Jan. 14 2009 12:00 AM

New Lansing City Council President Derrick Quinney tries to maintain order — but gets called “Hitler” instead.

Not that he was looking for a new nickname, but Lansing City Council President Derrick Quinney had his pick of the litter Monday night when the so-called “regulars” used their three minutes of fame to lambaste him for, as they see it, restricting their First Amendment rights to free speech.

If former president Brian Jeffries, an At-Large Councilman, grinned and bore his way through public comment during his one-year term, Quinney indicated right off the bat he will wield the gavel without tolerance for any of the antics of the so-called “regulars” who each week often berate the Council and mayor. The problem as he sees it isn’t how the “regulars” feel about him or Mayor Virg Bernero or any other city official — but with the violation of Rule 19 of the Lansing City Council Rules, which governs acceptable conduct for the public at Council meetings

“I support their desire, their passion to come down here and speak. I support that wholeheartedly. I in no way want to deny them that right,” he said.

At the same time, however, Quinney says the regulars’ bombastic speeches discourage
others from coming to Council to address the body. His position is that
it’s difficult enough to speak at a podium, into a microphone, on
television and addressing the Council and Bernero and whoever else
happens to be in attendance. Add in the passionate, alliterative
comments from John Pollard, Darnell Oldham and others, and that’s
enough to keep folks away, he says.

“My intent is to make this forum
accessible and open to anybody without fear of any intimidation
whatsoever,” he said.

It all started at the Jan. 5 meeting, Quinney’s
first as president. Prior to public comment, hedirected City Clerk
Chris Swope to read portions of Rule 19 aloud.

To say the move
wasn’t received positively is like saying At-large Councilwoman Carol
Wood and Bernero just don’t see eye-toeye: Local activist John Pollard
and others accused Quinney of restricting their First amendment rights
to free speech. One resident, Bible in hand, said the rules (and rule
19) didn’t apply to him because he was only governed by the laws of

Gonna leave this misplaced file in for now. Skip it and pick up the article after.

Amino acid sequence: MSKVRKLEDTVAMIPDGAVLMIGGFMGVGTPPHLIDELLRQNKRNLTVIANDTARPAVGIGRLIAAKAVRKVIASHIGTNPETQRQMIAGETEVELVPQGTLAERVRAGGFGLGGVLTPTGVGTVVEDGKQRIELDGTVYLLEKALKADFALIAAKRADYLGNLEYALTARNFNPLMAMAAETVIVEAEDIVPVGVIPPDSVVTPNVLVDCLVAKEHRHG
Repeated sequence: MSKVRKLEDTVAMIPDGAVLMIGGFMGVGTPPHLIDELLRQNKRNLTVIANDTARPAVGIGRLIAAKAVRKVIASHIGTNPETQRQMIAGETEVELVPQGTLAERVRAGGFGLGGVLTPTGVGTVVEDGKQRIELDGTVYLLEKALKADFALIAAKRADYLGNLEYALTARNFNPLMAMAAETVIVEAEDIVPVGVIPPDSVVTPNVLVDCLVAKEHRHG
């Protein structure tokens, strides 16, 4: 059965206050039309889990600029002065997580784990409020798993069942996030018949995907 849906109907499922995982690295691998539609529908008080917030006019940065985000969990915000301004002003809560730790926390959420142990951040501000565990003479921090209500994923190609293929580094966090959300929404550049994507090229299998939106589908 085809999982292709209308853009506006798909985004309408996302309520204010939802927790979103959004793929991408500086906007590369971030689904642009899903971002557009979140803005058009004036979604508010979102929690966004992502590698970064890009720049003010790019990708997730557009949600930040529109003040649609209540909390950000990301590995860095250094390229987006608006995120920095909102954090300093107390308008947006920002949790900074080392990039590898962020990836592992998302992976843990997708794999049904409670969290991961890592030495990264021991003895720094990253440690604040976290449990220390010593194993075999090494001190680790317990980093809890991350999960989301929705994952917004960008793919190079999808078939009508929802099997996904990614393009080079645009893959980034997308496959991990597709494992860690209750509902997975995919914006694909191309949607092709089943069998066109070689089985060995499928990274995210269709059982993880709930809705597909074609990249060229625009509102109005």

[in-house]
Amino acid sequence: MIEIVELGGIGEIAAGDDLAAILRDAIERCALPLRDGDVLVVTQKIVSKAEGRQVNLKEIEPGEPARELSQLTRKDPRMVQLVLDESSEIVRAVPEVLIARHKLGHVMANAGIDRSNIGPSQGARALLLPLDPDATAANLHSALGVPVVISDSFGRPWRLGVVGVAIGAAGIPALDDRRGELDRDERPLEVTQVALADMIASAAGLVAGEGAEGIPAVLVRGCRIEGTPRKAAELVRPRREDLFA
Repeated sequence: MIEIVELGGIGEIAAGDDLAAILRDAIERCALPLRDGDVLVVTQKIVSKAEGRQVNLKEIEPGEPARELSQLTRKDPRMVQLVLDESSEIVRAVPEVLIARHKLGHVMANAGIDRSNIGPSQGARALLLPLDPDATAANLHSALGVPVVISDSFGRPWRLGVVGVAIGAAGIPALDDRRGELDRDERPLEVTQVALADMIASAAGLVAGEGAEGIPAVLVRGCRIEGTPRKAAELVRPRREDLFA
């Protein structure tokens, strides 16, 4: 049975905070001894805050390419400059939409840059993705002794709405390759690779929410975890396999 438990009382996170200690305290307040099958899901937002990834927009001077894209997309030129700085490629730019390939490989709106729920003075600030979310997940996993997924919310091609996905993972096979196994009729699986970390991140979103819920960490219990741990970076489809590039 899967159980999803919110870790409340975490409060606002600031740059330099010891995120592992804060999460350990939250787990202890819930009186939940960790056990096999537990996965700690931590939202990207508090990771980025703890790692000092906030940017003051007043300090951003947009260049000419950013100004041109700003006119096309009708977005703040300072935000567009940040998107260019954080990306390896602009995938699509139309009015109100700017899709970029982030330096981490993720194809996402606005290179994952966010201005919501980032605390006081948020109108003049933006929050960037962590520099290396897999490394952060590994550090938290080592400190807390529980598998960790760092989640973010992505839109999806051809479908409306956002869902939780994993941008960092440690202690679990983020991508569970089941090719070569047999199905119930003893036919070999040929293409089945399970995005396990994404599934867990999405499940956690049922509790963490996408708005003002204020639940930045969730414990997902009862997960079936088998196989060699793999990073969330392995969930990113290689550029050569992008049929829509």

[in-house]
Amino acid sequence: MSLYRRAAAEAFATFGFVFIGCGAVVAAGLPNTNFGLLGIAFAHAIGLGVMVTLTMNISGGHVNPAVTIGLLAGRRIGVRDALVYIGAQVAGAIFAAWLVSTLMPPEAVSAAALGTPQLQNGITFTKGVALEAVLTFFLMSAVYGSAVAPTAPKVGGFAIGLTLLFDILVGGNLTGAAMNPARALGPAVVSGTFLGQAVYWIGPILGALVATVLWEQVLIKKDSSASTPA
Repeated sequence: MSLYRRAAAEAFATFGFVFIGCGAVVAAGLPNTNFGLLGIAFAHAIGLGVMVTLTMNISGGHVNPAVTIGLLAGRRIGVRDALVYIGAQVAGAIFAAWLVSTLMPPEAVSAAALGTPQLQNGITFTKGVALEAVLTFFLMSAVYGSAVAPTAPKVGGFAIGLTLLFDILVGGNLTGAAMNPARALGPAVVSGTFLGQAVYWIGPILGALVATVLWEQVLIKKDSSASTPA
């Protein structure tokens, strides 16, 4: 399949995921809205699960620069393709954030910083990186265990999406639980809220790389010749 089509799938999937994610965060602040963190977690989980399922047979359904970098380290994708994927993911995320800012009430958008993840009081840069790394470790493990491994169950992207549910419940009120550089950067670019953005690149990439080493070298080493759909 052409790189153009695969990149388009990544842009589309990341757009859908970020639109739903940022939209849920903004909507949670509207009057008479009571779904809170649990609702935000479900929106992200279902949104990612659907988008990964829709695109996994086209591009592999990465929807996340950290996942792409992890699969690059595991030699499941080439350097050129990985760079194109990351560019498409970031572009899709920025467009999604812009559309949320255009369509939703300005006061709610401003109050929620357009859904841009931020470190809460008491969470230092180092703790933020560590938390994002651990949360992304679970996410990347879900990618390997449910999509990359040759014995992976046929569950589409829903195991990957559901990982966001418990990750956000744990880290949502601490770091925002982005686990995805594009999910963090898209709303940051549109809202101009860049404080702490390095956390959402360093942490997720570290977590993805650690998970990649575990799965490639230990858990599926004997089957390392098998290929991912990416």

God. He deigned to walk through the saloon-style doors and approach the
Council dais, which earned him a police escort out of City Hall.

that first meeting of wielding the gavel, Quinney likened the public
comment attacks on him to a classroom of fifth-grade students testing
their teacher on the first day of school. The way he sees it, if the
teacher doesn’t set the rules and follow them to the letter that first
day, the rest of the year will degenerate into a sideshow.

which the “regulars” have latched onto as one of their First Amendment
rights, is just the gateway, Quinney says, to other sorts of disruptive
behavior: Booing, hissing and the like. If he, as Council president,
relents and tolerates the applause in violation of Rule 19, he’d be
giving ground and opening a can of legal worms.

Since the
purpose of Council meetings are to discuss city business, and not to
provide a public forum for residents to discuss city matters, the onus
is on residents to adhere to the rules.

Moreover, according to
an opinion prepared in Aug. 2008 by City Attorney Brig Smith, applause
while not at the podium does not fall under the category of “protected
free speech,” meaning any offenders could be warned and then removed
from the meeting for clapping at any time during the meeting, unless
the clapper were at the podium or applauding during a special ceremony.

Explaining the opinion at Monday’s Council session, Smith said,
“We aren’t saying you can’t clap for certain reasons, or boo for
certain reasons. What we’re saying is you can’t clap or boo — at all.”

And it’s not just
clapping and booing. Also unacceptable is any “conduct which disrupts
the meeting,” which can include whistling, heckling, profanity,
stomping or abusive or threatening language.

Which brings us
back to Monday night’s meeting, Quinney’s second as president. Nearly
all speakers used their three minutes during public comment to accuse
him of restricting their First Amendment rights, an argument he had
tried to cut off by having the city attorney present his opinion on the

Again, it ended with another resident ejected. Darnell Oldham told the Council he would “speak up and speak out against the tyranny
imposed here each and every week,” then accused Quinney of being a
“good boy running to save master.” What prompted Quinney to rule him
out of order, however, was Oldham’s protest-via-clapping at the end of
public comment. As he was being escorted from chambers, Oldham called
Quinney an “Uncle Tom” and “Hitler.”

“Darnell obviously wants
that — he wants that attention,” Quinney said afterward, exasperated
but slightly amused.

“You know, this is the city of Lansing,” he said.
“The conduct that’s going on out here, we are lowering (the meetings)
to the level of the ‘Jerry Springer Show.’”

— Angela Vasquez-Giroux

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